7. Obtain training – Obtaining required career training will probably consume the majority of your time and efforts as you pursue a career. Depending on the profession, you may be required to earn a college degree, complete vocational training, learn new skills, or complete an apprentice or internship.
Mistakes to Avoid When Selecting a Career:
Listening to People Who Tell You That You Should, or Should Not, Do Something: Many people think they should have a say in what career you choose—your parents, your friends, your significant other. They don’t. In most cases your decision will have little impact on the other people in your life. You, however, will have to deal with your choice for years to come. Make sure the career you choose is something you want to spend your day doing.
Following in Someone Else’s Footsteps: You may be haunted by your parents’ expectations to go into the same occupation they are in. You may know it as the one that helped put food in your mouth, kept a roof over your head and even paid your way through school. As hard is it is to do, ignore the pressure you may feel to please your mum and dad. Remember, and if necessary, remind your parents, that they made their own choices and now it’s your turn. What was right for them may not be for you. In the long run, there’s a good chance they’d rather see you happy in a career of your own choosing than unhappy in one you picked to please them.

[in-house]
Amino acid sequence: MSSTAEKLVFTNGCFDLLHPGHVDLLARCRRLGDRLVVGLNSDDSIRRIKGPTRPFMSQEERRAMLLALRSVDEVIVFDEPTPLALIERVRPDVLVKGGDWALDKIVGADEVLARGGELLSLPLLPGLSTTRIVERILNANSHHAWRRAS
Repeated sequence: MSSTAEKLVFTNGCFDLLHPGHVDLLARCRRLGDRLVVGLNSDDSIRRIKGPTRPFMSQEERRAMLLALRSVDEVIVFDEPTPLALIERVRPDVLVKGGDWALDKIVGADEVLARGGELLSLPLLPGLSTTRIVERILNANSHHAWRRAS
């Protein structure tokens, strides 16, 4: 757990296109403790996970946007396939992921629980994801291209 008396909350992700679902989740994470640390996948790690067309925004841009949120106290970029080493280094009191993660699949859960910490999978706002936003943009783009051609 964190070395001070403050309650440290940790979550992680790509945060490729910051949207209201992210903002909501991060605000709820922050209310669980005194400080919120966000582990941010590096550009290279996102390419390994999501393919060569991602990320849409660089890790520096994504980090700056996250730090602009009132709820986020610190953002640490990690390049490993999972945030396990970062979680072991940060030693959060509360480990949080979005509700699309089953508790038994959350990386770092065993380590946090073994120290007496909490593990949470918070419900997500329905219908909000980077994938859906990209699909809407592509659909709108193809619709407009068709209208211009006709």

Not Doing Your Homework: Don’t choose a career without taking the time to learn about it. In addition to a job description, you should make sure to gather information about typical job duties, educational requirements, earnings and job outlook.
Not Talking to Those in the Know: Your homework isn’t complete if you skip talking to someone who currently works in the career field you are considering. Those who are engaged in an occupation can provide you with a truthful account of what it’s really like to work in it. If possible talk to a few people to avoid individual biases.
Going for the Money, Honey: Bringing home a paycheck is important, but the size of it isn’t actually a great predictor of job satisfaction. In other words, you can make six figures, but if you hate what you’re doing, you’ll find it hard to enjoy the fruits of your labour. Look for a balance between making enough money to support yourself and work that fulfills you.